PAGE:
10. That apart, before holding the same to be inadmissible in evidence, the trial Court should have resorted to the provisions prescribed mandatorily under Sections 33 and 35 of the Act of 1899, which read as under:
"33. Examination and impounding of instruments.--- (1) Every person having by law or consent of parties, authority to receive evidence, and every person in charge of a public office, except an officer of police, before whom any instrument, chargeable, in his opinion, with duty, is produced or comes in the performance of his functions, shall, if it appears to him that such instrument is not duly stamped, impound the same.
(2) For that purpose every such person shall examine every instrument so chargeable and so produced or coming before him, in order to ascertain whether it is stamped with a stamp of the value and description required by the law in force in [India] when such instrument was executed or first executed:
(a) nothing herein contained shall be deemed to require any Magistrate or Judge of a Criminal Court to examine or impound, if he does not think fit so to do, any instrument coming before him in the course of any proceeding other than a proceeding under Chapter XII or Chapter XXXVI of the Code of Criminal Procedure, 1898 (5 of 1898);
(b) in the case of a Judge of a High Court, the duty of examining and impounding any instrument under this section may be delegated to such officer as the Court appoints in this behalf.
(3) For the purposes of this section, in cases of doubt----
(a) [the [State Government]] may determine what offices shall be deemed to be public offices; and
(b) [the [State Government]] may determine who shall be deemed to be persons in charge of public offices.
xxxx xxxx xxxx xxxx
35. Instruments not duly stamped inadmissible in evidence, etc.--- No instrument chargeable with duty shall be admitted in evidence for any purpose by any person having by law or consent of parties authority to receive evidence, or shall be acted upon, registered or authenticated by any such person or by any public officer, unless such instrument is duly stamped:
(a) any such instrument [shall], be admitted in evidence on payment of the duty with which the same is chargeable, or, in the case of an instrument insufficiently stamped of the amount required to make up such duty, together with a penalty of five rupees, or, when ten times the amount of the proper duty or deficient portion thereof exceeds five rupees, of a sum equal to ten times such duty or portion;
(b) Where any person from whom a stamped receipt could have been demanded, has given an unstamped receipt and such receipt, if stamped, would be admissible in evidence against him, then such receipt shall be admitted in evidence against him on payment of a penalty of one rupee by the person tendering it;
(c) where a contract or agreement of any kind is effected by correspondence consisting of two or more letters and any one of the letters bears the proper stamp, the contract or agreement shall be deemed to be duly stamped;
(d) nothing herein contained shall prevent the admission of any instrument in evidence in any proceeding in a Criminal Court, other than a proceeding under Chapter XII of Chapter XXXVI of the Code of Criminal Procedure, 1898;
(e) nothing herein contained shall prevent the admission of any instrument in any Court when such instrument has been executed by or on behalf of [the [Government]], or where it bears the certificate of the Collector as provided by section 32 or any other provision of this Act."
11. According to the aforesaid provisions of Section 33, it uses the word "produced" in respect of an instrument chargeable to stamp duty, while Section 35 uses the words "admitted in evidence" or "acted upon" with regard to an unstamped instrument. Thus, there is a distinction between "production of instrument' and "its admissibility in evidence". A combined reading of the aforesaid provisions would, therefore, make it clear that if an unstamped instrument, which ought to have been duly stamped under the provisions of the Act, comes before Court, the Court shall impound the same and levy the stamp duty together with its penalty and the document could then be admitted in evidence.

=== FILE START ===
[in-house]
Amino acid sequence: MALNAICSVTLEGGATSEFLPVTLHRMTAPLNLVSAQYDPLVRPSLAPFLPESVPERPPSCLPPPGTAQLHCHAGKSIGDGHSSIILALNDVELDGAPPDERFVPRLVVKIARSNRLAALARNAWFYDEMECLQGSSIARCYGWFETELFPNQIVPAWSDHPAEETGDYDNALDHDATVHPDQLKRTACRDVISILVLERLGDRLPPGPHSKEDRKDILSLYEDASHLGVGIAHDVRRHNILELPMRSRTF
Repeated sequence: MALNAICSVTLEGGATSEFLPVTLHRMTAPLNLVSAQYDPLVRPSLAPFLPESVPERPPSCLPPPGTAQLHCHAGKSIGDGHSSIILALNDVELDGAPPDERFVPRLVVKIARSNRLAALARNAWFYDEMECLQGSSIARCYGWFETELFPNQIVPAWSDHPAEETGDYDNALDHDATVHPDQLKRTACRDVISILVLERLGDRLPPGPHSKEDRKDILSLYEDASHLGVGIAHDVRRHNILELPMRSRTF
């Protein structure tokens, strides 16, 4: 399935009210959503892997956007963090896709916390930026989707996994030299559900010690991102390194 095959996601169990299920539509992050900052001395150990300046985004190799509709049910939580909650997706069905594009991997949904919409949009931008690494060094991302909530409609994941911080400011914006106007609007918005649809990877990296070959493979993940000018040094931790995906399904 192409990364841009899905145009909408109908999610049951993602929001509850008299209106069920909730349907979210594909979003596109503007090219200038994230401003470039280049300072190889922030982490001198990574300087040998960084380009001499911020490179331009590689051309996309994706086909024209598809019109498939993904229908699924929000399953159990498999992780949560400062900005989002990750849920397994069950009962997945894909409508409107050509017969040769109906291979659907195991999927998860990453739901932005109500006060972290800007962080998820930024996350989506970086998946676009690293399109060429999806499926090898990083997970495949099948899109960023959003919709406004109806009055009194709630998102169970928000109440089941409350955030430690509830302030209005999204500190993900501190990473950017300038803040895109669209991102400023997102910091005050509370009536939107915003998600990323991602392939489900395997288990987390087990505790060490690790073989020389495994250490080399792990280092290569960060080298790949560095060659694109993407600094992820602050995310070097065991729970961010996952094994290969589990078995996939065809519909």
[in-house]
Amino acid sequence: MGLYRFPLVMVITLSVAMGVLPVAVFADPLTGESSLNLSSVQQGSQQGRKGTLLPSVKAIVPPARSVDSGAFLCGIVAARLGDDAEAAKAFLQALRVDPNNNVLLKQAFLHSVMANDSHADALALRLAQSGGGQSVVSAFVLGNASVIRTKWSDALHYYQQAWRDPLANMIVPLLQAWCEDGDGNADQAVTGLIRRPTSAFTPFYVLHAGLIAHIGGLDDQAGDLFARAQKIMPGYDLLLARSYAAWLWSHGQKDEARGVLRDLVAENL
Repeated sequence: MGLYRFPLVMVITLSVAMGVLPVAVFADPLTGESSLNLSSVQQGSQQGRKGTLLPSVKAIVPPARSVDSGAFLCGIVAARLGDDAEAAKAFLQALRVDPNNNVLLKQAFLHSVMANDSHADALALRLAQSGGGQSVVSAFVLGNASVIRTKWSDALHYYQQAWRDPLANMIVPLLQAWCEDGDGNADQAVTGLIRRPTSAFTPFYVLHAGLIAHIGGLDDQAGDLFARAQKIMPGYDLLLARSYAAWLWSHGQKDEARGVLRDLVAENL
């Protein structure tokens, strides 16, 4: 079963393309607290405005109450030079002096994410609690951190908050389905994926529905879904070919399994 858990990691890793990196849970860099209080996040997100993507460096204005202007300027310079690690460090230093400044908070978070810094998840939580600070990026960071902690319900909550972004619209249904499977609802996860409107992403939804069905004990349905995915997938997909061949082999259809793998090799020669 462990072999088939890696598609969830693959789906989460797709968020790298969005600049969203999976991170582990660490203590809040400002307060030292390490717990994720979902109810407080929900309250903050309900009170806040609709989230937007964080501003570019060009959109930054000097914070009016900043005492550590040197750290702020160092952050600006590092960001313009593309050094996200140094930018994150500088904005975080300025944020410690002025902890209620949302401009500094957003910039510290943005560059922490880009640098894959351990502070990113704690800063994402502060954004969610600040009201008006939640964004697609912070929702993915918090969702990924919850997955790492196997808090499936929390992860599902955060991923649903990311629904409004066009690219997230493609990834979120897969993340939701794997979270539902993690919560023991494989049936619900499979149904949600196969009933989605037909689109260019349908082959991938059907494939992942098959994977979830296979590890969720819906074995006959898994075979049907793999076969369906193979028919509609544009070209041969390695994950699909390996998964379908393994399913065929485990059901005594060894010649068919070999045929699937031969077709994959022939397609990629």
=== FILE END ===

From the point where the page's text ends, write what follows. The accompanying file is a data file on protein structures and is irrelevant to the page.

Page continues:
12. The aforesaid observation of mine is fortified by the principles laid down by the Supreme Court in the matter of Malaysian Airlines Systems BHD vs. Stic Travels (P) Ltd. reported in (2001) 1 SCC 451 at paragraph 6 as under:
"6. ......................... But in case where 3 months have already expired from the date of execution of the document and later on the document is produced before the court as evidence, it is permissible for the court to impound the document and collect the stamp duty and penalty ...................."
13. Here in the instant matter, as found herein above, both the said instruments (Ex.P.29 and Ex.P.30), which are not duly stamped, as required under the law, could have not only been impounded by the Court, but could also have been admitted in evidence thereafter upon fulfilling the requirement of law in exercise of the powers enumerated under the aforesaid provisions.
14. Having failed to exercise the same even at the time of evidence when an objection was raised in this regard, the trial Court has committed a serious illegality in holding that both the documents are inadmissible in evidence. The said finding is also liable to be and is hereby set aside.
15. Since it appears, as observed herein above, that a deed of mortgage of alleged immovable property was executed by the Defendants by depositing their title deeds for the security of the alleged loan amount, and therefore, the claim would be go
Please Login To View The Full Judgment!
verned by Article 62 of the Act of 1963, which provides a period of limitation of 12 years in filing such a suit. The said provision is relevant for the purpose, is reproduced herein as under: "62 To enforce payment Twelve When the money of money secured by years sued for becomes a mortgage or due." otherwise charged upon immovable property. 16. Applying the aforesaid provisions to the case in hand wherein the loan amount as sanctioned by the Corporation was secured by virtue of creation of the said mortgage upon the immovable property, the claim as made, cannot be held to be barred by time. 17. Consequently, the appeal is allowed and the impugned judgment and decree dated 30.04.2007 passed by the 9th Additional District Judge (FTC), Raipur in Civil Suit No.18-A/2006 is hereby set aside and the matter is accordingly remitted back to the Court of 9th Additional District Judge (FTC), Raipur/concerned Court with a direction to decide the same afresh by following the mandatory provisions prescribed under Sections 33 and 35 of the Act of 1899 in accordance with law. The parties are directed to remain present before the said Court on 29.07.2020 and the trial Court shall decide the matter after giving sufficient and reasonable opportunity of hearing to them. 18. Registry is directed to transmit the entire record forthwith to the concerned Court. 19. No order as to costs.